IMPORTANT! With the Covid-19 requirements of face masks and social distancing no longer in effect for those WHO HAVE BEEN VACCINATED, those practices are now voluntary for all (but still good ideas). We remind all attendees that, for the time being, you must bring your own food and drink, but NO SHARING ALLOWED — even on the Jon Wood Astronomy Field.

More About the Charlie Elliott Astronomy Club

Check out the Charlie Elliott Astronomy Facebook page at https://www.facebook.com/groups/ceastronomy . There you’ll find a welcoming group of people sharing ideas and tips as well as organizing ad-hoc observing and imaging sessions on the Jon Wood Astronomy Field.

For those not familiar with the Charlie Elliott Wildlife Center, go to https://georgiawildlife.com/charlie-elliott-wildlife-center

The CEWC phone is 770-784-3059, Monday through Saturday 9 a.m.– 4:30 p.m.

Workshops

If you have an idea for a 15 to 20-minute pre-meeting presentation about something you’ve learned or a project you’re working on, contact Steve Siedentop or Ken Poshedly.


Downloads from the Last Meeting

Skymap

Our Monthly Meetings and Public Observing Nights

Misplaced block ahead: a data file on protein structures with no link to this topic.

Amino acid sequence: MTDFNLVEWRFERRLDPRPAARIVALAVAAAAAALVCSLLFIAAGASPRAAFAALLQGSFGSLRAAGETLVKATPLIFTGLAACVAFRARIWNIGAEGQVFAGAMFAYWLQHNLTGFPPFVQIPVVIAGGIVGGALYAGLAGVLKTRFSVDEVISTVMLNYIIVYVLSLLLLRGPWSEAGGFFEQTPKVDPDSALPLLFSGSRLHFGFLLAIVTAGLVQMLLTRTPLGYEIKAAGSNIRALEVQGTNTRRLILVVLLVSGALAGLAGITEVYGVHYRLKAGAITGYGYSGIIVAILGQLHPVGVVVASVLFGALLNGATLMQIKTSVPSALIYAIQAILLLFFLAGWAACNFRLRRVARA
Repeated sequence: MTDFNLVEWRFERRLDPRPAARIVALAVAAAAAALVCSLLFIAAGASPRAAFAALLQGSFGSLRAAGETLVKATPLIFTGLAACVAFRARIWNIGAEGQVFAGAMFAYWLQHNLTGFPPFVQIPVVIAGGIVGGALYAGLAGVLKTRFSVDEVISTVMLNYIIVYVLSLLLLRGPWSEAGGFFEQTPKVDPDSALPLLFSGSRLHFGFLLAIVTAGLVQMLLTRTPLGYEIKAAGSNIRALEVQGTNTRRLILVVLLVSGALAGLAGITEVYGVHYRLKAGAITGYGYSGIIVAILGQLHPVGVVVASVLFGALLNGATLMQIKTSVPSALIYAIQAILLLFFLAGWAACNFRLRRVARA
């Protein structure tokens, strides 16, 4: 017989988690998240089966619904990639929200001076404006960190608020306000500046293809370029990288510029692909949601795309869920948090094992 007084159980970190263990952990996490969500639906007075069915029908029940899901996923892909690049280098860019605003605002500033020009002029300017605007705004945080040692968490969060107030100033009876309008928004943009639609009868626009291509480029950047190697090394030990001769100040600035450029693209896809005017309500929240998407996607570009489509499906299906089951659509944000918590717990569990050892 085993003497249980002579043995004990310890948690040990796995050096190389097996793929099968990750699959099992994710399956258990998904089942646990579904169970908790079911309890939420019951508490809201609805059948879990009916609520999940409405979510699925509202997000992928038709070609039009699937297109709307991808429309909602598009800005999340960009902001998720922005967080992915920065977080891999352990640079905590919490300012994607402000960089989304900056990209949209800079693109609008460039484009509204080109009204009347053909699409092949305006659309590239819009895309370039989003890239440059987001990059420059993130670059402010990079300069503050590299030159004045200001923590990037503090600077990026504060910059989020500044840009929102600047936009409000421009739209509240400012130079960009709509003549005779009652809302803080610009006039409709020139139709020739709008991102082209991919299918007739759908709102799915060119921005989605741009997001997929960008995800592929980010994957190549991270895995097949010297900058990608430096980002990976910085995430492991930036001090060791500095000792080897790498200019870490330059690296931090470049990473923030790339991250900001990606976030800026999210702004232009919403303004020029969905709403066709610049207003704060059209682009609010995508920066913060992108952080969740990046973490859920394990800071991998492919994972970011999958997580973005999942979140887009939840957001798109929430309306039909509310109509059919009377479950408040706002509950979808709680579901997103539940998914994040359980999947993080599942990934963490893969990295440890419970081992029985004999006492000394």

The status of in-person meetings will be announced monthly as the COVID situation changes. Visit the “Our Calendar” tab at the top of the page for our 2020-2021 meeting, observing, and outreach schedule. Start times vary throught the year so please check back for details.

View our Full Calendar of all meetings & outreach events


It’s easy to become a member of Charlie Elliott Astronomy!

Charlie Elliott Astronomy Membership Form
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All Charlie Elliott Astronomy events are free and open to the public and you don’t have to be a member to attend our meetings or join us on Jon Wood Astronomy Field.  However, we would encourage you to consider a yearly paid membership for less than the cost of a couple of pizzas.  Your membership dues allow us to continue our science outreach programs in area schools and youth organizations, merit badge programs with area Scout Troops, and allow us to maintain the facilities on Jon Wood Astronomy Field.  To become a member, you can fill out our Membership Form or contact an officer.  March is membership renewal month. If you are renewing your membership, no form is necessary.


The Charlie Elliott Chapter is a member of the Night Sky Network
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Want to help with our Outreach?

Register here to become a Charlie Elliott Astronomy outreach member


Want to know a little more about us?

Meet the Charlie Elliott Chapter Officers for 2019-2020


Charlie Elliott Astronomy, serving the Atlanta area and East Middle Georgia, is a chapter of the Atlanta Astronomy Club, a 501(c)3 non-profit dedicated to promoting the public knowledge of and interest in astronomy.

Donations support our outreach programs, equipment expense, and educational materials.